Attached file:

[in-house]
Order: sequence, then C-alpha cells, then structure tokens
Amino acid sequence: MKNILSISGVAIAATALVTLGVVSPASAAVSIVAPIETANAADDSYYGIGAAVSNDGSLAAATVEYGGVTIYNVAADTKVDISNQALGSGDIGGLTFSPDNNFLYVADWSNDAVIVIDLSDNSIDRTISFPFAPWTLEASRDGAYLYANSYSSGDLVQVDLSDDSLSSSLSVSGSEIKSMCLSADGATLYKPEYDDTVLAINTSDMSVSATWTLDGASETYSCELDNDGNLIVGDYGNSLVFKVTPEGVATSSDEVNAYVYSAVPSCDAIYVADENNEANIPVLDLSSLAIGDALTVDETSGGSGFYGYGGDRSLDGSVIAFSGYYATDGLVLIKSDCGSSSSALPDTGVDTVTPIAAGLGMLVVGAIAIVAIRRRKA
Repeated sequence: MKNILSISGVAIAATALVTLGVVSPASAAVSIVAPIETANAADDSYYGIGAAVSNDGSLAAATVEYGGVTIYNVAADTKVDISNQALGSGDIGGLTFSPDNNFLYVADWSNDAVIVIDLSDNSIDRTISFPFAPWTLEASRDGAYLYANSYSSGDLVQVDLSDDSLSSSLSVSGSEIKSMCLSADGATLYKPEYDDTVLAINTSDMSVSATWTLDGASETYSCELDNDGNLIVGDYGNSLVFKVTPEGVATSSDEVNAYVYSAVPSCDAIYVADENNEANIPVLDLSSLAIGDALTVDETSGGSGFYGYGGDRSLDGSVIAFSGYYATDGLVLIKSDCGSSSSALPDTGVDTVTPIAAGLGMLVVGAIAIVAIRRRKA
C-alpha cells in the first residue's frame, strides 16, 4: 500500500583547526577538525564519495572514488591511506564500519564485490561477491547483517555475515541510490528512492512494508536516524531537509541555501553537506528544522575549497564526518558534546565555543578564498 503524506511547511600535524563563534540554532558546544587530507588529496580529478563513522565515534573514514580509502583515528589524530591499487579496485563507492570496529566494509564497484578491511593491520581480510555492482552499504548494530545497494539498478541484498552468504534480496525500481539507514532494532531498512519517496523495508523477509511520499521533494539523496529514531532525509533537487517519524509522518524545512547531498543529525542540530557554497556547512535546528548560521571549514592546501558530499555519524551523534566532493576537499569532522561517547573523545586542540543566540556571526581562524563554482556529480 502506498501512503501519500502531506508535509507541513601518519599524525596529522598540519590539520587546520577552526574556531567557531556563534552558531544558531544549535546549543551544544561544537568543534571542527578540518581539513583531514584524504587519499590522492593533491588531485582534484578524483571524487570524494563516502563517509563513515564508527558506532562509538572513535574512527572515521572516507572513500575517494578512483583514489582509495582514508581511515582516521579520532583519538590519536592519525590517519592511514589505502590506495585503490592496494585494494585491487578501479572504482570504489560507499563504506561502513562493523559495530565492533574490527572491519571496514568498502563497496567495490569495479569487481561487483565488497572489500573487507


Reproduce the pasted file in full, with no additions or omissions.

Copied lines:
[in-house]
Order: sequence, then C-alpha cells, then structure tokens
Amino acid sequence: MKNILSISGVAIAATALVTLGVVSPASAAVSIVAPIETANAADDSYYGIGAAVSNDGSLAAATVEYGGVTIYNVAADTKVDISNQALGSGDIGGLTFSPDNNFLYVADWSNDAVIVIDLSDNSIDRTISFPFAPWTLEASRDGAYLYANSYSSGDLVQVDLSDDSLSSSLSVSGSEIKSMCLSADGATLYKPEYDDTVLAINTSDMSVSATWTLDGASETYSCELDNDGNLIVGDYGNSLVFKVTPEGVATSSDEVNAYVYSAVPSCDAIYVADENNEANIPVLDLSSLAIGDALTVDETSGGSGFYGYGGDRSLDGSVIAFSGYYATDGLVLIKSDCGSSSSALPDTGVDTVTPIAAGLGMLVVGAIAIVAIRRRKA
Repeated sequence: MKNILSISGVAIAATALVTLGVVSPASAAVSIVAPIETANAADDSYYGIGAAVSNDGSLAAATVEYGGVTIYNVAADTKVDISNQALGSGDIGGLTFSPDNNFLYVADWSNDAVIVIDLSDNSIDRTISFPFAPWTLEASRDGAYLYANSYSSGDLVQVDLSDDSLSSSLSVSGSEIKSMCLSADGATLYKPEYDDTVLAINTSDMSVSATWTLDGASETYSCELDNDGNLIVGDYGNSLVFKVTPEGVATSSDEVNAYVYSAVPSCDAIYVADENNEANIPVLDLSSLAIGDALTVDETSGGSGFYGYGGDRSLDGSVIAFSGYYATDGLVLIKSDCGSSSSALPDTGVDTVTPIAAGLGMLVVGAIAIVAIRRRKA
C-alpha cells in the first residue's frame, strides 16, 4: 500500500583547526577538525564519495572514488591511506564500519564485490561477491547483517555475515541510490528512492512494508536516524531537509541555501553537506528544522575549497564526518558534546565555543578564498 503524506511547511600535524563563534540554532558546544587530507588529496580529478563513522565515534573514514580509502583515528589524530591499487579496485563507492570496529566494509564497484578491511593491520581480510555492482552499504548494530545497494539498478541484498552468504534480496525500481539507514532494532531498512519517496523495508523477509511520499521533494539523496529514531532525509533537487517519524509522518524545512547531498543529525542540530557554497556547512535546528548560521571549514592546501558530499555519524551523534566532493576537499569532522561517547573523545586542540543566540556571526581562524563554482556529480 502506498501512503501519500502531506508535509507541513601518519599524525596529522598540519590539520587546520577552526574556531567557531556563534552558531544558531544549535546549543551544544561544537568543534571542527578540518581539513583531514584524504587519499590522492593533491588531485582534484578524483571524487570524494563516502563517509563513515564508527558506532562509538572513535574512527572515521572516507572513500575517494578512483583514489582509495582514508581511515582516521579520532583519538590519536592519525590517519592511514589505502590506495585503490592496494585494494585491487578501479572504482570504489560507499563504506561502513562493523559495530565492533574490527572491519571496514568498502563497496567495490569495479569487481561487483565488497572489500573487507